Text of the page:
Warming Waters Raise Cape Cod Bay's Sea Turtle Population, But Many Are Sick

Each year, more and more sea turtles come to Cape Cod Bay because of rising water temperatures, but the cold-blooded creatures become hypothermic when temperatures drop in October and November

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An alarming number of sea turtles are stranded in Cape Cod Bay every winter and wash up on our shores barely alive.

Every year, more and more sea turtles are coming to our waters to feed in the summer months.

Cape Cod Bay, which is part of the Gulf of Maine, is one of the fastest-warming bodies of ocean water on earth.

Those warmer waters are ideal for sea turtles and the food they eat.

"So this turtle is Saffron Number 753, so it was a 753rd turtle that came to the aquarium," said Dan Kennedy, rescue and rehabilitation manager at the New England Aquarium's sea turtle hospital in Quincy.

This is where sick sea turtles come when they're trapped in Cape Cod Bay in the winter months.

Because they're cold-blooded, they become hypothermic, or cold-stunned, when the water temperatures drop in October and November.

When the turtles wash up on the beach, rescuers bring them to the hospital, run by the New England Aquarium.

"The lungs still don't look great compared to the some of the other turtles that we have in rehab," said Kennedy.

Saffron, a Kemp's ridley turtle, was found on a beach near Truro back in December and is still recovering from pneumonia.

Ten years ago, this hospital was seeing 40 to 50 sea turtles a year. Now they're averaging over 500 each season.

Dr. Kara Dodge, a research scientist with the New England Aquarium, says they're seeing more sea turtles in Cape Cod Bay and the Gulf of Maine because of rising sea temperatures.

"So sea turtles have a preferred temperature regime, and the Gulf of Maine, in the past, used to be at the lower end of that — was a little bit cool. And now, with the warming temperatures, especially the rapid warming in the Gulf of Maine, those temperatures in the summer and fall are ideal for sea turtles," she said.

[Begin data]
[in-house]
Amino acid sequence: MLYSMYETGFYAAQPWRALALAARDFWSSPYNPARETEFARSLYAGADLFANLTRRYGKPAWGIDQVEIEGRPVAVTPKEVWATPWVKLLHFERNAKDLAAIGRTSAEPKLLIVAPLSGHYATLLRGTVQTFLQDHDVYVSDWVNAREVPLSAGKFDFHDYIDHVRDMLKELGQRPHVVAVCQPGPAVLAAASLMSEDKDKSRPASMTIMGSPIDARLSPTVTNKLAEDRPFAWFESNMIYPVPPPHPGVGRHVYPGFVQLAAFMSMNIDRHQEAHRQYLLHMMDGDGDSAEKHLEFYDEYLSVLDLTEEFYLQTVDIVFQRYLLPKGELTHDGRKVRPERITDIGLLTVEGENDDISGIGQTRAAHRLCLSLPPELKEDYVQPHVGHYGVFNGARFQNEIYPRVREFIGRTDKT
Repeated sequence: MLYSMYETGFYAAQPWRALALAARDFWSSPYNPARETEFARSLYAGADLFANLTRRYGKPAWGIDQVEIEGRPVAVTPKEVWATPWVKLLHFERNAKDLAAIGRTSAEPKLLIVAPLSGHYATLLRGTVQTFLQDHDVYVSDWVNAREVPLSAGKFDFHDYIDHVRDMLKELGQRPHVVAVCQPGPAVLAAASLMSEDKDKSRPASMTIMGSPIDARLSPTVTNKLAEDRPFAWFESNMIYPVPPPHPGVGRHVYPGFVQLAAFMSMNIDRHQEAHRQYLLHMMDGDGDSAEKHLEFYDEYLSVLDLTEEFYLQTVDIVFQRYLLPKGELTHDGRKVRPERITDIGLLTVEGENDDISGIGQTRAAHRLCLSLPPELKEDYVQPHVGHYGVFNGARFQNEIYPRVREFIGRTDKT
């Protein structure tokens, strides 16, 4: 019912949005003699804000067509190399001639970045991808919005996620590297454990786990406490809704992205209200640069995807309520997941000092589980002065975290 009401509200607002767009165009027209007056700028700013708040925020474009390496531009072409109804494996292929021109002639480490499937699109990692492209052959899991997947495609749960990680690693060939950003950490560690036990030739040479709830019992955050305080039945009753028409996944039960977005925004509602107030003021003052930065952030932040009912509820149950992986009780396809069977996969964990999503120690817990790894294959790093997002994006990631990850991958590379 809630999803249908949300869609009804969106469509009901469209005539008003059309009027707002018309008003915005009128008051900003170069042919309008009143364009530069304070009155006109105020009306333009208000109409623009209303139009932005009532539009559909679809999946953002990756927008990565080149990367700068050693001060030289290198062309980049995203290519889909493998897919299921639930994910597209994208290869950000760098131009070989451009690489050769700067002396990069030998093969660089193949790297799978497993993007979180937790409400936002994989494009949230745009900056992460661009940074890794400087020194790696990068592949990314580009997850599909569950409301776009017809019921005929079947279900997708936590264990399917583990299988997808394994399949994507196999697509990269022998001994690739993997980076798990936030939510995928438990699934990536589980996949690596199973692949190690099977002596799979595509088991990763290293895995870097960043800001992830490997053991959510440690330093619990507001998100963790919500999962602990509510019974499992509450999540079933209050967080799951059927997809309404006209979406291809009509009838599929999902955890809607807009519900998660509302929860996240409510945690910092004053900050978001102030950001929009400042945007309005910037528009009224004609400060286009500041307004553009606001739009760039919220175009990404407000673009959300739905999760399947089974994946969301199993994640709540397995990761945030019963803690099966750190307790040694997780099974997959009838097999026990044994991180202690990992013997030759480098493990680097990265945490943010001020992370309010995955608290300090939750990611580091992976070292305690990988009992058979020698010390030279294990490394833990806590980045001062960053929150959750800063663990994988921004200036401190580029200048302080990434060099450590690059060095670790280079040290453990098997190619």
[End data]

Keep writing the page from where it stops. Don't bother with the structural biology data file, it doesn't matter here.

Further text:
Local researchers are studying why more North Atlantic right whales are migrating from the New England area to Canada's waters.

The Gulf of Maine, which stretches from Cape Cod Bay up to Nova Scotia, is one of the fastest-warming bodies of ocean water on Earth. Last year, the Gulf of Maine Research Institute said it recorded the highest average temperature ever, at 54 degrees Fahrenheit, more than 4 degrees higher than normal.

Dodge says the rising ocean temperatures are also having an effect on how these turtles breed. She says warmer waters produce more females.

"So we are seeing more female-dominated nests, and the concern is that there will not be, potentially in the future, enough males to keep these populations viable. Scientists are very concerned about that," said Dodge.

It was lunchtime when we visited, and they were feeding the turtles calamari and pieces of fish that had the bones removed. That's because their digestive systems are still recovering.

Kennedy expects the numbers of sea turtles coming into this hospital to increase in the coming years.

"There's a paper out there that's talking about, 'Yeah, in the next eight years, we're probably looking at 2,000+ turtles," said Kennedy.

It will be months before they'll be released back into the ocean. The water temperature off Cape Cod needs to be warm enough for them to migrate south. Ten years ago, that was done in August. Now, due to the warming waters, they can be released in late June and early July.

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